As a Pupa, a caterpillar is hard at work during it’s transformation stage inside it’s chrysalis. It’s during this time that the adult insect begins to form. During our tour, we were shown many different types of butterfly chrysalis and as you can see, each is as unique as the caterpillar that made it!

aruba butterfly farm 1After emerging from its chrysalis an adult waits a few hours for its wings to fill with blood and dry, before flying for the first time. We were lucky enough to arrive at a time were many butterflies were just about ready to take their first flight. A new Monarch Butterfly took his first flight and landed right on Whistler (that’s a sign of good luck!).

The Adult Butterfly

As an adult, the butterfly is not only colorful but it’s now reproductive and mobile. During this stage, an adult butterfly will court, mate and lay it’s eggs. Depending on the species, an adult butterfly will live in this stage anywhere between one week and one year. While most stay local to where they were born, the Monarch Butterfly makes an incredible 2,000 mile journey from the US to Mexico and back over 6 generations to breed!

Fun Fact:

Butterflies range in size from a tiny 1/8 inch to a huge almost 12 inches.

Everything we saw and learned was so interesting, but I have to admit that the most incredible sighting of the day was actually not a butterfly at all. Behold the stunning Atlas Moth – the largest moth in the world with a 10″ wingspan. Unfortunately, this guy doesn’t “look” so big, but he is actually sitting on HUGE tropical leaves that are at least 18″ big. (Man I wish I would have gotten a picture with my head next to this!)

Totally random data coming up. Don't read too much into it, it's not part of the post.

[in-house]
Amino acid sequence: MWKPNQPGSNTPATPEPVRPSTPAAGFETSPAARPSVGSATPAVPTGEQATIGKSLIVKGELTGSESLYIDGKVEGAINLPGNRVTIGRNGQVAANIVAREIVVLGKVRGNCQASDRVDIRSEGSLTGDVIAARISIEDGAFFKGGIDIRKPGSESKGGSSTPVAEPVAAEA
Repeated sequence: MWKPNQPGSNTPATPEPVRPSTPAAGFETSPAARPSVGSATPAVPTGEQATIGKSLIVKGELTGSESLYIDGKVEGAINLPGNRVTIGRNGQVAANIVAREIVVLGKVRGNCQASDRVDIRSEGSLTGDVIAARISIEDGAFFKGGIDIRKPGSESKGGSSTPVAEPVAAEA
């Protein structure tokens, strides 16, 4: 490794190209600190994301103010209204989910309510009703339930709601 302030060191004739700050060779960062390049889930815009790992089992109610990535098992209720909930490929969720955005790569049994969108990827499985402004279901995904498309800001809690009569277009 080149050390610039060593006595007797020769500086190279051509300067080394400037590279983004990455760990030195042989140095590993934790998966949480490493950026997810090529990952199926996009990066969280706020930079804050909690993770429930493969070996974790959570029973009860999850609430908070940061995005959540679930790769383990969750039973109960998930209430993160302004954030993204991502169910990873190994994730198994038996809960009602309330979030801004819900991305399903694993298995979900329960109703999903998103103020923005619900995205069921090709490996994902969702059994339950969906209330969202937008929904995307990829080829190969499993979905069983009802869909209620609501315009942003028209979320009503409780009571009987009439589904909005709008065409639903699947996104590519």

The body was the size of a small rat. I wanted to try and hold it, but was honestly a little scared as his body alone was bigger than my hand! Check out the edges of his wings – what do you see? If you said “a snake’s head” you’d be right! It’s great to ward off predators, although honestly, what would eat this monster of a moth anyway?

We loved this experience so much, Whistler was sad when it was time to leave. Luckily I remembered a product I had seen on Amazon a while back – The Live Butterfly Garden where you can witness the butterfly life cycle up close with your kids. I just ordered mine (it’s on sale for $11.75!) and can’t wait to show it to Whistler.

A HUGE thank you to the Aruba Marriott Resort and Stellaris Casino for making is possible for my son and I to experience the Aruba Butterfly Farm in person. As usual, all opinions and thoughts are my own!

Jeana Shandraw

Jeana Shandraw

Rarely caught without a camera, Jeana is an adventurous traveler with a passion for people, cultures and food that has led her to 38 countries in 5 years. When she's not using her powers for social good, she enjoys photography, cooking and building LEGOs with her son. On occasion, you may also find her crocheting cute things to hide in her husband's underwear drawer.

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  1. Mia
    August 11, 2013 at 11:11 am — Reply